1761) What do the Armenians of Turkey think?

What do they have to say? And what are they going through? Do we actually want to listen to them? Are they the "traitors" that their Diaspora countrymen pretend they are? We wanted to meet and speak to them directly.

The simplest question to ask them would be: "Do you experience any problems in Turkey?" In fact, who do not have problems in this country? The journalist, who is writing this article, has lost her mother in a car accident. As for her father, a former journalist, university professor and Social-Democrat Minister of Culture, was assassinated by Islamist terrorists. When you live in Turkey, problems do not occur because of your nationality, your gender, or your ethnic group. They just overwhelm you, "full stop" but the burden is shared collectively. Turkey is such a beautiful country, nice to live in, where people show solidarity in sharing problems and who use their sense of humour to overcome them.

Of course, it will be too easy to pretend that the Armenians living in Turkey have the same problems as everyone else. However, we can affirm that they experience the same problems as the minorities living in any democratic country. The first conclusion that we can draw from our meeting with the Armenians of Turkey is that some people try to provoke them. Their life is disturbed, not necessarily by the Turks but rather by external interventions, particularly by the Diaspora.

We have ourselves experienced quite a striking situation, when we went to meet the Armenians of Istanbul. We had to look for the "Armenian area" in Beykoz, which is an area we do not know well. So, we had to stop at a grocery shop to ask the way. We asked a Turk, seated comfortably outside his shop:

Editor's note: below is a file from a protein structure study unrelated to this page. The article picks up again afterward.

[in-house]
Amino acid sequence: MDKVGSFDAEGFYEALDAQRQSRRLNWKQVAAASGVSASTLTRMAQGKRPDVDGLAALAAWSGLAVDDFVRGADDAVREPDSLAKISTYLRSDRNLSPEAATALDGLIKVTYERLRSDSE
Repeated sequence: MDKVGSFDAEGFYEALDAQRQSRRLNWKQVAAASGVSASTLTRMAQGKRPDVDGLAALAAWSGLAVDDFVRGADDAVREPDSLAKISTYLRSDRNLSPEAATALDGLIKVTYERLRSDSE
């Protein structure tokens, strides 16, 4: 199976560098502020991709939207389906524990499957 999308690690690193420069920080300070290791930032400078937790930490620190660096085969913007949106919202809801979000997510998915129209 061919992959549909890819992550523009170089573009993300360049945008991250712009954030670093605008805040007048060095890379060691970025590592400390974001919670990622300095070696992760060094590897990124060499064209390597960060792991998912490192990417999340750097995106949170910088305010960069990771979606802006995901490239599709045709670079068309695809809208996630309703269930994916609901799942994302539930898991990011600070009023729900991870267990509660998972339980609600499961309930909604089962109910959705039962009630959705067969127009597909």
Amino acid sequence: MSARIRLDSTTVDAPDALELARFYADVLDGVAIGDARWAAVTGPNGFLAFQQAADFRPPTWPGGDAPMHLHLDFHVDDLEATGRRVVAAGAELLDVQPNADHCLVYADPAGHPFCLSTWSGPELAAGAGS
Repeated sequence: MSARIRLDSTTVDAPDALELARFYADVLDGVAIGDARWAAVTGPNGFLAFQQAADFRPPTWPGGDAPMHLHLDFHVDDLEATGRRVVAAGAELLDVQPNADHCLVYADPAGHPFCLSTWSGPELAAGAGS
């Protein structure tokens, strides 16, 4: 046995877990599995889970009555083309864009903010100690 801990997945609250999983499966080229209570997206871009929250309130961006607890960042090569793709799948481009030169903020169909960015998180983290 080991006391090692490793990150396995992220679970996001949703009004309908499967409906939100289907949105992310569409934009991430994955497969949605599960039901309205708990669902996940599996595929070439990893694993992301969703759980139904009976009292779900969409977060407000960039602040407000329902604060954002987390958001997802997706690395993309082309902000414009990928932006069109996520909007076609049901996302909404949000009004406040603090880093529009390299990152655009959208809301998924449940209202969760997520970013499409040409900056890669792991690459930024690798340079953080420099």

- Sorry to disturb you: where is the Armenian area?

The man gave us a suspicious look:

- Why do you want to go there?
- We want to meet some friends.

The man got up, approached our car, examined us, and examined particularly inside the car, controlling us like he was a policeman. He insisted:

- Who are your Armenian friends?

Running out of patience, we explained:

- Listen, we are journalists. We are here for an interview and it is not your concern with whom…
Then, the man said politely:

- Please excuse me for my conduct! But nowadays, we are really worried for our Armenian friends. There is a bit of tension and we are suspicious of foreigners. We like them, you know, and we do not want anything bad to happen to them . . . I know all of them: they are our friends.

We were touched. Later on, we will have the opportunity to see for ourselves the strong friendship between Turks and Armenians when listening to and observing the people living in that area.



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